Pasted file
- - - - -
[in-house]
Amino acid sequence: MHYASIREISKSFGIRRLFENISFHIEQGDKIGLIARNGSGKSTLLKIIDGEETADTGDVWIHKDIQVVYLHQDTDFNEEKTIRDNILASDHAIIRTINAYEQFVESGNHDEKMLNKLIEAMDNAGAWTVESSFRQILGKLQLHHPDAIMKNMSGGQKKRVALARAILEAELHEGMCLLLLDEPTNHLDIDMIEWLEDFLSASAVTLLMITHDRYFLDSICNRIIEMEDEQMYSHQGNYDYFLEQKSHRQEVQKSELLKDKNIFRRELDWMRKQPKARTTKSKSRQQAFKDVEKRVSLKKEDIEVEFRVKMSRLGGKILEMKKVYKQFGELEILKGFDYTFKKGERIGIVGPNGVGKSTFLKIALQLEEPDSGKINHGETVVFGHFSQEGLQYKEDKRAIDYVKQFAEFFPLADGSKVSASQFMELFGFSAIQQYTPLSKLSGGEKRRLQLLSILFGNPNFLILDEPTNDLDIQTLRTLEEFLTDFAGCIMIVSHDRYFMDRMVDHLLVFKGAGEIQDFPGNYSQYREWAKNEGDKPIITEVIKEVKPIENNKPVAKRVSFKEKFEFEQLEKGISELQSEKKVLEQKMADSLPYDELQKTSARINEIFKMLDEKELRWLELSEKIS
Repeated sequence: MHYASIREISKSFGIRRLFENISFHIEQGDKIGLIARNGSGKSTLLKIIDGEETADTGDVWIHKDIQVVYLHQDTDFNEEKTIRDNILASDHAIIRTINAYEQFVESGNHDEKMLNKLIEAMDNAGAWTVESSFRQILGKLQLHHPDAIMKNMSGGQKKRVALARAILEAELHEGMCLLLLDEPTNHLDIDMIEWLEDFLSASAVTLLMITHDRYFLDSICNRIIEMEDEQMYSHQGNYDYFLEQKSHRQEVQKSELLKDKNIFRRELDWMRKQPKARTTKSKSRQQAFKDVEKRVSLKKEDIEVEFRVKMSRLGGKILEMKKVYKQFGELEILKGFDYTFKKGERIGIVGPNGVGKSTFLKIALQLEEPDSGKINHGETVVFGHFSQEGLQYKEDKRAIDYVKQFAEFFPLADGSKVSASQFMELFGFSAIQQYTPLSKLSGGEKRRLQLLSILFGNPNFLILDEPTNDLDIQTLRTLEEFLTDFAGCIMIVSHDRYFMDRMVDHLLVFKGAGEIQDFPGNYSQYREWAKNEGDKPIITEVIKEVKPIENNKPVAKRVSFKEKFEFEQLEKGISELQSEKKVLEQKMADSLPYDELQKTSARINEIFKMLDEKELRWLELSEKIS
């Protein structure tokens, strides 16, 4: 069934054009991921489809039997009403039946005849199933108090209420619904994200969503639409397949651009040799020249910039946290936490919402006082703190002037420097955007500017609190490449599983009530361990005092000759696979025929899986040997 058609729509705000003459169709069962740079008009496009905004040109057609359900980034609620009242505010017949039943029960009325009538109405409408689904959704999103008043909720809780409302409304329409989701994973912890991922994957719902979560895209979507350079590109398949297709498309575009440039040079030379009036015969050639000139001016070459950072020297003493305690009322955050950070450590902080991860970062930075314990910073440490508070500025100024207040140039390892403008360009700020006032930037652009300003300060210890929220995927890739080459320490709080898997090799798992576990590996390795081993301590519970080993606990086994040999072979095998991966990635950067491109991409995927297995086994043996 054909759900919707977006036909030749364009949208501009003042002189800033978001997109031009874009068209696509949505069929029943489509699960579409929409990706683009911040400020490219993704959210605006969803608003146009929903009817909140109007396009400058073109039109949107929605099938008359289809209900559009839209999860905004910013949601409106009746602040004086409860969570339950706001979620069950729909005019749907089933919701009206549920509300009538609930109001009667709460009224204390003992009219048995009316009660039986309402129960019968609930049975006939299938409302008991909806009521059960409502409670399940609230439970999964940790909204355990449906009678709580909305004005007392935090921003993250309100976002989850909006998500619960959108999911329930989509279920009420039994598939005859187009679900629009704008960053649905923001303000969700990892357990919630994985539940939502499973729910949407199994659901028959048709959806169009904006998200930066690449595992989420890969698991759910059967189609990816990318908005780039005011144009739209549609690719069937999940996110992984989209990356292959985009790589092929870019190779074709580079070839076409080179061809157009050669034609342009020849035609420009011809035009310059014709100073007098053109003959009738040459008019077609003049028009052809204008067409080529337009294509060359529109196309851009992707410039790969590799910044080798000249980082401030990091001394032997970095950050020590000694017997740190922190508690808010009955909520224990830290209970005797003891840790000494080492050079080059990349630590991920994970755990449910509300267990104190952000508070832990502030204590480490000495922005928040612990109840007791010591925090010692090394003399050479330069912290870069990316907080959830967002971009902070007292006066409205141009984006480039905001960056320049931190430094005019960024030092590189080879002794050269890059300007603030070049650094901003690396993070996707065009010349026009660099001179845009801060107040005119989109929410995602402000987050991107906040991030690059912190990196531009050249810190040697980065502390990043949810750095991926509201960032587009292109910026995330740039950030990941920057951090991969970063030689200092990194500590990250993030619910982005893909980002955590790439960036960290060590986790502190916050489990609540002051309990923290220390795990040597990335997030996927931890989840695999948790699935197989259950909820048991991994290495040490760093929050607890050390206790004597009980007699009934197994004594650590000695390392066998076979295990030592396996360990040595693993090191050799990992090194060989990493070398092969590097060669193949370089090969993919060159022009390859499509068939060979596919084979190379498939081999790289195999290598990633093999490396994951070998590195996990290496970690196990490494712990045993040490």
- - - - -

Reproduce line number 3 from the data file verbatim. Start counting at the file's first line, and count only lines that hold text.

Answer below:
Repeated sequence: MHYASIREISKSFGIRRLFENISFHIEQGDKIGLIARNGSGKSTLLKIIDGEETADTGDVWIHKDIQVVYLHQDTDFNEEKTIRDNILASDHAIIRTINAYEQFVESGNHDEKMLNKLIEAMDNAGAWTVESSFRQILGKLQLHHPDAIMKNMSGGQKKRVALARAILEAELHEGMCLLLLDEPTNHLDIDMIEWLEDFLSASAVTLLMITHDRYFLDSICNRIIEMEDEQMYSHQGNYDYFLEQKSHRQEVQKSELLKDKNIFRRELDWMRKQPKARTTKSKSRQQAFKDVEKRVSLKKEDIEVEFRVKMSRLGGKILEMKKVYKQFGELEILKGFDYTFKKGERIGIVGPNGVGKSTFLKIALQLEEPDSGKINHGETVVFGHFSQEGLQYKEDKRAIDYVKQFAEFFPLADGSKVSASQFMELFGFSAIQQYTPLSKLSGGEKRRLQLLSILFGNPNFLILDEPTNDLDIQTLRTLEEFLTDFAGCIMIVSHDRYFMDRMVDHLLVFKGAGEIQDFPGNYSQYREWAKNEGDKPIITEVIKEVKPIENNKPVAKRVSFKEKFEFEQLEKGISELQSEKKVLEQKMADSLPYDELQKTSARINEIFKMLDEKELRWLELSEKIS